Tags: fox | murdoch | licenses | crew | news | corp | report

Liberal Group Targets Fox Licenses with FCC

Tuesday, 01 May 2012 09:55 PM

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A liberal ethics watchdog, taking advantage of a highly critical British parliamentary committee’s report on the phone hacking scandal involving Rupert Murdoch’s News Corp, is urging federal regulators to revoke 27 broadcast licenses belonging to the company’s Fox broadcasting company.

The effort, the latest by a liberal group attempting to curtail Fox News, America’s most popular cable news network, is part of a thus far unsuccessful movement to use the British hacking scandal for political effect in the United States.

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Citizens for Responsibility and Ethics in Washington (CREW) wrote to the chairman of the Federal Communications Commission, Julius Genachowski demanding action by his regulators.

Simply put, they want Fox to go dark by having the government revoke the licenses that give it permission to broadcast on national airwaves, according to the British Guardian newspaper.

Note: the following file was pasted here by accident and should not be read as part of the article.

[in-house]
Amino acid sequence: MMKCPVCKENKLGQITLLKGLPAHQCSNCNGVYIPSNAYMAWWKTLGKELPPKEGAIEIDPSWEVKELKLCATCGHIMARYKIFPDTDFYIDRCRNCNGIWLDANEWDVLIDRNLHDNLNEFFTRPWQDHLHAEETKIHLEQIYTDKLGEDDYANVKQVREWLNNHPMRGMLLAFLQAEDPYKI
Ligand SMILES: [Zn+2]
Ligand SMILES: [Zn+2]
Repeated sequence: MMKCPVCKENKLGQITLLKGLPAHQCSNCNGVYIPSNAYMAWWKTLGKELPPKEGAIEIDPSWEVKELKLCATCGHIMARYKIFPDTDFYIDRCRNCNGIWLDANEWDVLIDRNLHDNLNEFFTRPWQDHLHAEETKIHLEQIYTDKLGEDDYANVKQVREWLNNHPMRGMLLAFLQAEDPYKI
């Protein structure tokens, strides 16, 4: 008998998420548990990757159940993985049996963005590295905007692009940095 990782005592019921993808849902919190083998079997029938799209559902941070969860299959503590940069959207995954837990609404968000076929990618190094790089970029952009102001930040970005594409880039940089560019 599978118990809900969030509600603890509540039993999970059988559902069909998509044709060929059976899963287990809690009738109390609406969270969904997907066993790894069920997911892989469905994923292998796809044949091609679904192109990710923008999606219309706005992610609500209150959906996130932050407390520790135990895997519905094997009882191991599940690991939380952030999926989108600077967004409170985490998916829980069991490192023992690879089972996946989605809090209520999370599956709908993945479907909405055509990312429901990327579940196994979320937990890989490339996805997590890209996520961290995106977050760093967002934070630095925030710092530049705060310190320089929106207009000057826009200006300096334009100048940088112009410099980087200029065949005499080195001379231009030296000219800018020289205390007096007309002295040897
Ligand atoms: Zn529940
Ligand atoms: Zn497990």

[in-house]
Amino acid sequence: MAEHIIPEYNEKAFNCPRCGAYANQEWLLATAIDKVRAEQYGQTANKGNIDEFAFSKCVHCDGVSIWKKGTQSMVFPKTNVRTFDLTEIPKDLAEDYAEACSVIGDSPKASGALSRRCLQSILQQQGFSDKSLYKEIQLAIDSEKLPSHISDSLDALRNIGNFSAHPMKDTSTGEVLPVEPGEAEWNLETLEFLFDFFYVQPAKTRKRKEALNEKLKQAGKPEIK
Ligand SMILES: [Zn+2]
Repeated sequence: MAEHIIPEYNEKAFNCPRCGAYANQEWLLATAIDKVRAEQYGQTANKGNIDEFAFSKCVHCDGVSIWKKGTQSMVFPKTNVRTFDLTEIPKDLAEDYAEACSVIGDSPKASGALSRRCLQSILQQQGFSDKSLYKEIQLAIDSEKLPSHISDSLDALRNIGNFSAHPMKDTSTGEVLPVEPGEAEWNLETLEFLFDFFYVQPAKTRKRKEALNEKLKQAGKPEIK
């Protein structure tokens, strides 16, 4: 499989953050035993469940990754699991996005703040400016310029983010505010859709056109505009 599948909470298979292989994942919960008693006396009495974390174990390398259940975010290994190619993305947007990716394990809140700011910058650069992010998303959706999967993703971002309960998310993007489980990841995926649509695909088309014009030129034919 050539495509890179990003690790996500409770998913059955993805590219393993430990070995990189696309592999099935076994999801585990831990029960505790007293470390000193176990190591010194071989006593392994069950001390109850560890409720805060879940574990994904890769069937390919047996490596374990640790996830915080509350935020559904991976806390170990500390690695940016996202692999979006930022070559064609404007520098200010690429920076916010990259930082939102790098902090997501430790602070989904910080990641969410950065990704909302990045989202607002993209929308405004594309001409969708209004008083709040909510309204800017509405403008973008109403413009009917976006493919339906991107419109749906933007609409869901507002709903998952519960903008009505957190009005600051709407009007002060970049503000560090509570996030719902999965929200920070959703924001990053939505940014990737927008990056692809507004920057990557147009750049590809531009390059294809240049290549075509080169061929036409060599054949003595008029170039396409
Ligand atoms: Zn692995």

The letter argues that the highly controversial final report of the British Parliament's culture, media and sport committee, which concluded Tuesday that Murdoch was not "fit" to run a major international company, had implications for the American regulators.

"If they are not passing the character standard under British law, it seems to me that they are not going to meet the character standard in America," said Melanie Sloan, CREW's director.

Under FCC regulations, broadcast frequencies can only be handed to firms run by people of good "character" who serve the "public interest" and speak with "candor."

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The FCC is entitled to consider past conduct of media owners, including conduct that does not relate directly to their broadcasting interests, as well as any patterns of alleged misbehavior.

But Genachowski so far is not showing any willingness to be drawn into the billowing phone hacking scandal concerning the News of the World and other News Corporation outlets in the UK. Genachowski has indicated several times that he did not expect his agency to get involved in the probe.

Analysts have long discounted the scandal as a distraction and too tiny to affect the bottom line of News Corp. One speculated to the Guardian that investors were betting the report was likely to lead to News Corp focusing on its larger, more profitable US assets.

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